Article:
Skill Development

There are many skills required for Interpreting and American Sign Language. Below, you will find multiple categories for developing and maintaining those skills.


There are many agencies or companies that offer workshops for interpreter skill development and ASL classes for those learning American Sign Language. I have listed several below, and as I find more, I will continue adding them.

ASL Hands Up

My company offers ASL classes for the community as an individual class and sometimes in conjunction with Howard College San Angelo.

ASL Interpreter Academy

Workshops offered by nationally-certified interpreter, Trevor Kazaks.

ASL Interpreting Services (ASLIS)

A Minnesota-based company that provides interpreter training.

CEUs on the Go

A Website that provides webinars (live and recorded) interpreters can take to earn CEU credit.

Registry of Interpreters for the Deaf (RID)

You can find a workshop that works for you by using the form at

Shonna Magee Workshops

Shonna offers several classes throughout the year. I have listed a few here: Emergency Management Interpreting, CASLI Generalist Knowledge Prep, CASLI Performance Exam Prep, Gap Preparation, Business Practices, and more.

S.I.G.N. Academy

This company provides ASL classes for students, parents, and community members, as well as training for current interpreters.

Texas DHHS

Link: Winter 2022-2023 flyer

Trix Bruce

Trix Bruce is a Deaf woman who produces workshops for interpreters in various settings. She also offers mentoring to students and interpreters seeking improvement.


In addition to the books I have already listed on the Resources and Interpreting Information pages, below are books geared specifically for interpreter skill development.

ASL-to-English Interpretation: Say It Like They Mean It

This book, written by Jean Kelly, is focused on improving interpreters' ASL-to-English interpretations.

Building ASL Interpreting and Translation Skills: Narratives for Practice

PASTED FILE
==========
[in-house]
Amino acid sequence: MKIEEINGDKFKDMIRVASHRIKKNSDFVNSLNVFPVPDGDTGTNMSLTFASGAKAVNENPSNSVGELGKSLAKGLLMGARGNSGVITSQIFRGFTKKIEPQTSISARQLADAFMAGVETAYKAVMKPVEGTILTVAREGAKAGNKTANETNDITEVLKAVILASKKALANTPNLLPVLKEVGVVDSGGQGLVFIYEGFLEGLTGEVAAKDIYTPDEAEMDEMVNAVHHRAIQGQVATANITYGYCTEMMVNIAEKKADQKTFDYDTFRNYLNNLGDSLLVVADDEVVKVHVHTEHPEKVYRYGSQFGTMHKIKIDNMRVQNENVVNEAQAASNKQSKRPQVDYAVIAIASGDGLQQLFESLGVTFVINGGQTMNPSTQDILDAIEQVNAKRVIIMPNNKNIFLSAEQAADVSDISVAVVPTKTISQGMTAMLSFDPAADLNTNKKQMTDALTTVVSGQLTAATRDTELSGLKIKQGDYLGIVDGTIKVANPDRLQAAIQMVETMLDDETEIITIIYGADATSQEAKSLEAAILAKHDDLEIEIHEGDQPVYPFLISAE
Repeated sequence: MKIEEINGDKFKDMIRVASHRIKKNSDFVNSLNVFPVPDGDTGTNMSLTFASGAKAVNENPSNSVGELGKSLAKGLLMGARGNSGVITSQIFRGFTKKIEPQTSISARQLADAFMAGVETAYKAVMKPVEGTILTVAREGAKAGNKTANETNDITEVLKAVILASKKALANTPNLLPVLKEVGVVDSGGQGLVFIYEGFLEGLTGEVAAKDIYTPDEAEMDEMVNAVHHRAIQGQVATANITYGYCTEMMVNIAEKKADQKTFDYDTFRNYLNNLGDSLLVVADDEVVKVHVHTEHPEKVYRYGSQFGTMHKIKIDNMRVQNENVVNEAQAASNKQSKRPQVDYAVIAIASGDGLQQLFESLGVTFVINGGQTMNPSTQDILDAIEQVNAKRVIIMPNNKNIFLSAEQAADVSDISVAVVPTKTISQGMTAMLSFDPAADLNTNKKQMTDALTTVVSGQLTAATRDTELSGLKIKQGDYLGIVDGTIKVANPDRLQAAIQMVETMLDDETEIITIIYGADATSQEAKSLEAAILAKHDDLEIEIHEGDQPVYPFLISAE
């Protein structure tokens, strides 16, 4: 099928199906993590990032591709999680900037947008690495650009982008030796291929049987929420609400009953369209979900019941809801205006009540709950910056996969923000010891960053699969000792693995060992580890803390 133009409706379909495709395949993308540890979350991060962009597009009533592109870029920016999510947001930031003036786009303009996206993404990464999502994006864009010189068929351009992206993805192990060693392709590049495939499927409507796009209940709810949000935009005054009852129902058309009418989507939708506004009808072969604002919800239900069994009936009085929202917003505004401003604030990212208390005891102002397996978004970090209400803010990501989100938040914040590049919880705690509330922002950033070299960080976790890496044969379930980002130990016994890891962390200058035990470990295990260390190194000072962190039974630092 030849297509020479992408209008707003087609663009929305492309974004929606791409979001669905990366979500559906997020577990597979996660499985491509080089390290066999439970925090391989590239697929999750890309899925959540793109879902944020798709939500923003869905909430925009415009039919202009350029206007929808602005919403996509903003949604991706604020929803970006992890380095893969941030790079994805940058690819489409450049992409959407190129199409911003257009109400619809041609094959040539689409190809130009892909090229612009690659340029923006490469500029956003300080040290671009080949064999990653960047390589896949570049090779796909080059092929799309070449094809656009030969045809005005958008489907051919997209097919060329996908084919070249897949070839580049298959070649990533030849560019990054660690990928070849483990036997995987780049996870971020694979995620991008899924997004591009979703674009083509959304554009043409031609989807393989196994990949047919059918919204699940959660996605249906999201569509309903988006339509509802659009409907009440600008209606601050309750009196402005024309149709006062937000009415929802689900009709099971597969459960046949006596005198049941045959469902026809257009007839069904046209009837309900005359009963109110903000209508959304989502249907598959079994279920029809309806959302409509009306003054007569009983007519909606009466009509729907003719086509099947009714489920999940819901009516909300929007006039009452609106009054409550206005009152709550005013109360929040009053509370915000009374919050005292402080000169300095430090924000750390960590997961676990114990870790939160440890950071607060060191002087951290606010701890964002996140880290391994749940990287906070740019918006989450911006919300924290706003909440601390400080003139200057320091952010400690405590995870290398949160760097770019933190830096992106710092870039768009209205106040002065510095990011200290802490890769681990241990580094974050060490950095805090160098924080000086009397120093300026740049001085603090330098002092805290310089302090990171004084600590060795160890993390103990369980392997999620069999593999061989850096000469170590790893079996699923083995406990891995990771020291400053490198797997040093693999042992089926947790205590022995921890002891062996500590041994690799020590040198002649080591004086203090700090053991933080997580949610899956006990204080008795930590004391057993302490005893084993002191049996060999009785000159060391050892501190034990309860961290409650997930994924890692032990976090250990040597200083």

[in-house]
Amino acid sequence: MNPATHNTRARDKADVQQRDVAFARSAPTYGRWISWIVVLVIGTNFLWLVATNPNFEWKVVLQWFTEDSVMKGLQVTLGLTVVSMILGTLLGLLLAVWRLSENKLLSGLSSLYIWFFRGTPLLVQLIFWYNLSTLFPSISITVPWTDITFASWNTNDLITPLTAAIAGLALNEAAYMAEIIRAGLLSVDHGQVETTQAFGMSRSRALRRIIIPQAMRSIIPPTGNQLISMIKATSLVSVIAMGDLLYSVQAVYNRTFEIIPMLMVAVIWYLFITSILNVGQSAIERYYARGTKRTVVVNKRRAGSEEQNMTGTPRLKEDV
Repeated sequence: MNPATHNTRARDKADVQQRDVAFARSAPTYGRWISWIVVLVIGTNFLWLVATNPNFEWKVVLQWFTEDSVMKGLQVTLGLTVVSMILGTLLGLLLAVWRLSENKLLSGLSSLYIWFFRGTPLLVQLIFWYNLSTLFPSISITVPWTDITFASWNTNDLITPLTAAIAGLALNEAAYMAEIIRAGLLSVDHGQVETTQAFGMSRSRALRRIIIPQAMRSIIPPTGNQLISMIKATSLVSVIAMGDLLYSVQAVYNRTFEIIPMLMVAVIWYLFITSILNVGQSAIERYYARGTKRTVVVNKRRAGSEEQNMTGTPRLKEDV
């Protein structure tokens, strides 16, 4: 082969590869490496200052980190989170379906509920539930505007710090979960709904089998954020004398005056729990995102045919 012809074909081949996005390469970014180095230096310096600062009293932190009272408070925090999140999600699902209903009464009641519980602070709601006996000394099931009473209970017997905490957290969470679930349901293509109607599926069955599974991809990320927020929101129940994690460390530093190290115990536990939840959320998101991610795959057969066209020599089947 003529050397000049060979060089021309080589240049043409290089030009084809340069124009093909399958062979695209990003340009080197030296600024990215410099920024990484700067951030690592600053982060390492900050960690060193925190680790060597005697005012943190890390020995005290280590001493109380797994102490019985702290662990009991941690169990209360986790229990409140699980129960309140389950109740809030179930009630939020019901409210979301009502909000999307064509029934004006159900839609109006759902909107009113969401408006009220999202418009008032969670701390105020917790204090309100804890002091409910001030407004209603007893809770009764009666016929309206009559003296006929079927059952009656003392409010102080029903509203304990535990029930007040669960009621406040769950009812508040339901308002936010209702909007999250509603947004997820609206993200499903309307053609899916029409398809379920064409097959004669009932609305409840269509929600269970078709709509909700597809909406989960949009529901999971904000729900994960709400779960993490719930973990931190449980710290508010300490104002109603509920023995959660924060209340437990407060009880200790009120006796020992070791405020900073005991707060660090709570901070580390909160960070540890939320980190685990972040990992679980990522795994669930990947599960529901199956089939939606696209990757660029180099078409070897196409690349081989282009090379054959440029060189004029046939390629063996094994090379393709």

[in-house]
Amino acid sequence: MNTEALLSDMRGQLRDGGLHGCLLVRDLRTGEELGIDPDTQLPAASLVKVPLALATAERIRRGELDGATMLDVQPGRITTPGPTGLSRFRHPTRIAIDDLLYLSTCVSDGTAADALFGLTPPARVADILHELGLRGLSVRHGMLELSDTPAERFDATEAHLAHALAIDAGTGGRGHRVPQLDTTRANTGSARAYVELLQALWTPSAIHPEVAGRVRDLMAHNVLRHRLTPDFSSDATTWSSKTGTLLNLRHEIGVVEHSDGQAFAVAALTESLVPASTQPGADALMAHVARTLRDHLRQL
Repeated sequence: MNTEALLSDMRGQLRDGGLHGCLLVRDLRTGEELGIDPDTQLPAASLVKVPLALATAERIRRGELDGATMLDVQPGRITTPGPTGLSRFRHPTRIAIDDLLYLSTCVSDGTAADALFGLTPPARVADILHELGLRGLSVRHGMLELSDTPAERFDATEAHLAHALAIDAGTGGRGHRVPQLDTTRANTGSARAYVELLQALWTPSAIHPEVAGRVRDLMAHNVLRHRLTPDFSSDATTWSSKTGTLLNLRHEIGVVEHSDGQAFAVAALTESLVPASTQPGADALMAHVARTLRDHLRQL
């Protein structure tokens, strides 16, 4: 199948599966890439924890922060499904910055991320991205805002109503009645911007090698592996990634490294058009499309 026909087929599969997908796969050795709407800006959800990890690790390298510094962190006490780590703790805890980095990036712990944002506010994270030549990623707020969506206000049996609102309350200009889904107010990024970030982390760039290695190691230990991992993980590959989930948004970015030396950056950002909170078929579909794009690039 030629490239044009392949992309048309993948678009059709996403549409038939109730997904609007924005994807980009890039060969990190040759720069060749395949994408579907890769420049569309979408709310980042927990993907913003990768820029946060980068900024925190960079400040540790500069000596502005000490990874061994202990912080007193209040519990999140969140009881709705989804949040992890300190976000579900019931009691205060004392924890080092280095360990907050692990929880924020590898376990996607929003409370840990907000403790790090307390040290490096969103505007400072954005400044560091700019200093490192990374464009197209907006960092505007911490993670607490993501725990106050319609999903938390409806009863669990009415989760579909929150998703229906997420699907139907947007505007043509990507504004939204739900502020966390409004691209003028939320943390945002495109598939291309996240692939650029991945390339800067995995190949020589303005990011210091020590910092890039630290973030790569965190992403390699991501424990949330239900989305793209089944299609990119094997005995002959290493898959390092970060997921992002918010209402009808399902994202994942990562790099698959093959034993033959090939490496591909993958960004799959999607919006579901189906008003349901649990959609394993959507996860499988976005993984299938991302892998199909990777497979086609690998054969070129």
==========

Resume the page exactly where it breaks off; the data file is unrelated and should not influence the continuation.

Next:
Written by my former professor, Nanci Scheetz, this book is for interpreters and ASL students, to help improve their translation and interpretation skills.

Encounters with Reality: 1,001 Interpreter Scenarios

This book has over 1,000 ethical scenarios for interpreters in various settings. It can work as a supplemental resource or to help prepare for the CASLI Generalist Knowledge Exam. Written by Brenda E. Cartwright.

Fingerspelled Word Recognition through Rapid Serial Visual Presentation

Carol J. Patrie and Robert E. Johnson wrote this to help interpreters improve their fingerspelled word recognition and ASL comprehension.

Master the NIC: Written Workbook

Written by Shonna Magee, this workbook is for interpreters preparing to take the CASLI Generalist Knowledge Exam.

Multiple Meanings in American Sign Language

Written by Brenda Cartwright and Suellen Bahleda, this book focuses on analyzing English words and phrases for equivalent meanings in ASL.

The Effective Interpreting Series

Written by Carol J. Patrie, this series is geared toward interpreters' proficiency in ASL and English.

Transliterating: Show Me The English

This is a comprehensive overview of transliterating by Jean Kelly to help interpreters' skills in this area to improve.

Apps, Websites, and Activities